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His book contains a number of designs, some of which are not badly composed, and we have selected that before us, and two or three others to be given in our next volume, as specimens of the style of flower-gardens prevalent both in France and England about the middle of the seventeenth century. There were, at the same time, flower-gardens of embroidery, as appears by the work of Boyceau, Superintendant of the Gardens of Louis XIII., published in 1638.

The figure before us may either be cut out of turf, or the beds edged with box, and the paths, which are supposed to be 3 ft. wide, graveled. The central circle ought to be a basin of water, with a white water-lily in its centre, spreading out its broad leaves to give shade to an abundant supply of gold-fish. The herbaceous plants must be a miscellaneous assemblage; and there may be, in addition, low plants of variegated box or variegated yew, clipped into the form of cones, in the roundish projections at the angles. In the centre of the two rosettes there may be a pyramid of juniper, 1 ft. on the side at the base, and not above 4 ft. high; and very small plants of variegated Cupressus thyoides may be planted in the centre of the two side roundish projections, and clipped into the form of small globes.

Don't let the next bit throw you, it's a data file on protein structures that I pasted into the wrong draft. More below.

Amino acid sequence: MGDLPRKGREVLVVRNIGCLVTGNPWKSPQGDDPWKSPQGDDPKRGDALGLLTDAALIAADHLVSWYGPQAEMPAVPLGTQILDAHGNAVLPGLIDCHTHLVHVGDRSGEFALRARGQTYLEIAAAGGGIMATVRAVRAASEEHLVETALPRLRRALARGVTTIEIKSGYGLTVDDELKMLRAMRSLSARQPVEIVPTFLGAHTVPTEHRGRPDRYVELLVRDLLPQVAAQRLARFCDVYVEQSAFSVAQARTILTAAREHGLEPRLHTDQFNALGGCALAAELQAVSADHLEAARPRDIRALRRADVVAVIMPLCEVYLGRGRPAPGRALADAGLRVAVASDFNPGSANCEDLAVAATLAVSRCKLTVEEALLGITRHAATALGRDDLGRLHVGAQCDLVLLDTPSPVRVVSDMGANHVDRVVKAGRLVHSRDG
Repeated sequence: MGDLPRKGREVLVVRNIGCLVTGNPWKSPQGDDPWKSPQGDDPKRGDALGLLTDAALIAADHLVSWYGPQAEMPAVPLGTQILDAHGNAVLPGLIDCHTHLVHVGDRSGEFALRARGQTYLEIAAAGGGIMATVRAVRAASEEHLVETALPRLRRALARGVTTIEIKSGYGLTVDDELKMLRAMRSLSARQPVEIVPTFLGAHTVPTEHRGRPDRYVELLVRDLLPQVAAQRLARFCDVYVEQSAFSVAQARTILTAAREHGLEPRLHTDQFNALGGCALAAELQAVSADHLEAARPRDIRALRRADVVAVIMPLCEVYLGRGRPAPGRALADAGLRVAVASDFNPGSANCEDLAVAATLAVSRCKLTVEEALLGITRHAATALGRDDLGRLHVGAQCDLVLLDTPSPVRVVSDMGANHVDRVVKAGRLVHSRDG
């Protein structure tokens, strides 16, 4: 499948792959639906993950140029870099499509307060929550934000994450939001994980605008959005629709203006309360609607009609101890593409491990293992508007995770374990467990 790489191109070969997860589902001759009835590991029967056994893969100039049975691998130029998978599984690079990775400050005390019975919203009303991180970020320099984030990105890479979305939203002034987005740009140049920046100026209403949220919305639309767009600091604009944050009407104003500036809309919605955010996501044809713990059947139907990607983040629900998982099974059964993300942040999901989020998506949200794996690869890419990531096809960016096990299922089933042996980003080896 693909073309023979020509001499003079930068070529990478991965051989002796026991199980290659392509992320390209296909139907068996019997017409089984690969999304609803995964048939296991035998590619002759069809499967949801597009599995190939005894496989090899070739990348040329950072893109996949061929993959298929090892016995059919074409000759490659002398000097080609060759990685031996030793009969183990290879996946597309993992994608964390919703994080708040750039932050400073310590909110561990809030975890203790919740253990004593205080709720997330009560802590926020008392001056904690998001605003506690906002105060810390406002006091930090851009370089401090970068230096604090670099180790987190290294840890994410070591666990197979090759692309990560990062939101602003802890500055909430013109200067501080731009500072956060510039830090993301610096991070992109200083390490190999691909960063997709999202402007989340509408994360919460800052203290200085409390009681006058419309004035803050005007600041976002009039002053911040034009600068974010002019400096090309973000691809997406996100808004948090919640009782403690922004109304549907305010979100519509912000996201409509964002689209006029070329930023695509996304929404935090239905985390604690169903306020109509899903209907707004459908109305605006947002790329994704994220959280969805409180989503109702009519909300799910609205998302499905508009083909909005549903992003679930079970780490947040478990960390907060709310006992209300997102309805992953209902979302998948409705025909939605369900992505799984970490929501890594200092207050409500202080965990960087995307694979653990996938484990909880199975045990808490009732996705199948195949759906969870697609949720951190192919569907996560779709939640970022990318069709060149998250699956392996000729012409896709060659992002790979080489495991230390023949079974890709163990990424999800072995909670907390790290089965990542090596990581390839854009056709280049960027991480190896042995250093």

This was the ancient style of planting such gardens. For the modern manner we refer to Mr. Ayres.

(To be continued.)

ART. VI. Arboricultural Notices.

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The Hatfield Oak (Arb. Brit., vol. iii. p. 1759. fig. 1593.) is universally called the Dool Oak (and hence it is supposed that in former times it was used as the baronial gallows], and from its great age it has no doubt a right to the name. George Chapman. 3. Arundel Street, Strand, Feb. 21. 1843.

Uses of the Larch. We chose a healthy young larch tree, peeled off the outer bark, and then cut the soft inner bark into small pieces, which we boiled, until the surface of the water in the kettle became covered with a resinous scum, which was carefully removed. The broth was then seasoned with salt and pepper, and, in spite of the remaining particles of turpentine, it tasted well and filled the stomach. We took it in moderation, and felt no ill effects from it, &c.